This sense of empowerment is also true for the transgressor for a few reasons: s/he gets to take responsibility by doing something constructive in order to make amends; condemning the act instead of the individual helps to preserve her/his self-esteem and being confronted by the victim is an effective way for a person to learn from her/his mistakes, much more so than reading about it, or hearing it from a third party. Each of these elements also contributes to a reduction in the likelihood that the transgressor will re-offend which benefits the entire community.

Overall, what makes RJ so worthwhile is its focus on healing. That is, everyone is treated equally (i.e. with respect), gets to talk about what happened and how to deal with it in a positive way for all concerned – this is very much like a group therapy session. In other words, justice and healing go hand-in-hand.

Despite these affirmative attributes, RJ will not be effective in certain scenarios. Namely, when an agreement (or reconciliation) cannot be reached; when one, or both parties does not want to confront the other; when the victim prefers the punitive model of justice and when the crime is so serious (e.g. excessive violence, child molestation, rape or murder) that the criminal must be incarcerated in order to protect the victim(s) and the community. Therefore, the retributive model of justice is still necessary in certain situations.

Of course, there are negative aspects to the retributive system, one being the possibility of turning a first-time and/or minor offender into a seasoned criminal. A victim may also feel as if s/he did not get a fair outcome which creates a greater sense of disempowerment.

A solution to this dilemma is put forward by the Director of The Center for Peacemaking and Conflict Studies at Fresno Pacific University (California), Ron Claassen. He proposes that the name ‘Criminal Justice System’ is changed to ‘Restorative Justice System’ in order to shift the focus from punishment to reparation. He suggests that the use of punitive/coercive measures be limited to when the offender does not participate voluntarily within the restorative system. That is, in order to avoid imprisonment s/he may choose to co-operate in a RJ meeting. This is constructive because it combines the retributive and restorative models whilst the focus remains on the system which has the most beneficial outcome for everyone. I would add to this some flexibility in the model which allows for a victim to choose her/his preferred form of justice.

In spite of the benefits of this proposal, simply changing the name is inadequate if practices in the majority of cases remain the same. There would also be much opposition to such a system from those who stand to lose money and/or their careers: lawyers, Judges and the State (which receives revenue from fines imposed as punishment in many criminal cases). However, since the retributive system is still needed, it will be necessary to keep some Judges and lawyers – others have the option of becoming RJ mediators. The State will save money by having fewer cases going through the Courts.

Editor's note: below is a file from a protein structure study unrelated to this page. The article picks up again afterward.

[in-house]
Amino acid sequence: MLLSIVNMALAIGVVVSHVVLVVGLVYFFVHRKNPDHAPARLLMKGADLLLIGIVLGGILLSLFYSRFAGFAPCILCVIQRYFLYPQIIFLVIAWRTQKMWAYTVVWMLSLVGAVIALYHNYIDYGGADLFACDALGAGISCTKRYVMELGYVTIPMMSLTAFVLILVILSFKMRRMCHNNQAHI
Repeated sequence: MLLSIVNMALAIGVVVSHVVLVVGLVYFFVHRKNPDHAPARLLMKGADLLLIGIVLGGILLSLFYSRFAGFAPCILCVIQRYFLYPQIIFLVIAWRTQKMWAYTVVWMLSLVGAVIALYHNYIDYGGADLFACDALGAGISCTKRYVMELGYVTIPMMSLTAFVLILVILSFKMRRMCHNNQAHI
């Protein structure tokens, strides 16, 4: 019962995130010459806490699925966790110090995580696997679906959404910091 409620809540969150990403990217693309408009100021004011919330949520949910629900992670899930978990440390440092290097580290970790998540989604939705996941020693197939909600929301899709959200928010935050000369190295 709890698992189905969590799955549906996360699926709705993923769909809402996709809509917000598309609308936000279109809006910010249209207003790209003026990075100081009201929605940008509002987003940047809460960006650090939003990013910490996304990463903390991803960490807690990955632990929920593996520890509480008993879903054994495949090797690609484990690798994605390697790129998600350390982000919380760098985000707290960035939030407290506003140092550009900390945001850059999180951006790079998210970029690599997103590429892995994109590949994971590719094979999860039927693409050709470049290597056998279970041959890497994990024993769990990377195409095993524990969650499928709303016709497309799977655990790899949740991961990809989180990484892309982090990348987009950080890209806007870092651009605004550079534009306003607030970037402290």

Ultimately, a ‘new’ justice system, regardless of its name, needs to include practices which bring about the best outcome for all concerned: victim, offender and the wider community in which they live. 

  1. ‘Victim’ can also mean her/his family, especially when the victim is deceased.
  2. There can be more than one offender, transgressor or criminal.
  3. For a serious criminal offense where the offender pleads ‘not guilty,’ the case goes to trial where the jury decide on the verdict and the Judge determines the sentence if s/he is found ‘guilty.’
  4. It must be stated from the outset of this description of RJ that the principles which comprise it have been practiced by indigenous races for eons. (Before indigenous justice models there was Instant – Natural – Justice: learn more here. Natural Justice, or Natural Law, still exists: it is also known as Karma and is based on retribution.)
  5. In Peacemaking, a distributive model of justice is used whereby the offender’s family is also responsible for making amends to the victim as well as ensuring that s/he does not re-offend. The relatives of the victim are also entitled to any compensation. This type of reparation deals with the welfare of the whole community.


Oliver M, Beyond the lock-up – a Different Kind of Justice, Living NOW magazine, Melbourne, January/February 2004, p.26.

Yazzie R, Navajo Justice: Traditional Tribal Peacemaking Heals Rather Than Punishes, Flagstaff Tea Party, December 2000, Vol. 1 No. 5.

Yazzie R, Life Comes From It: Navajo Justice, The Ecology Of Justice (IC#38), Spring 1994, p.29.

Zion J. W., Indian Restorative Healing, from a session presented at “Dreaming of a New Reality,” the Third International Conference on Conferencing, Circles and other Restorative Practices, August 8-10, 2002, Minneapolis, Minnesota.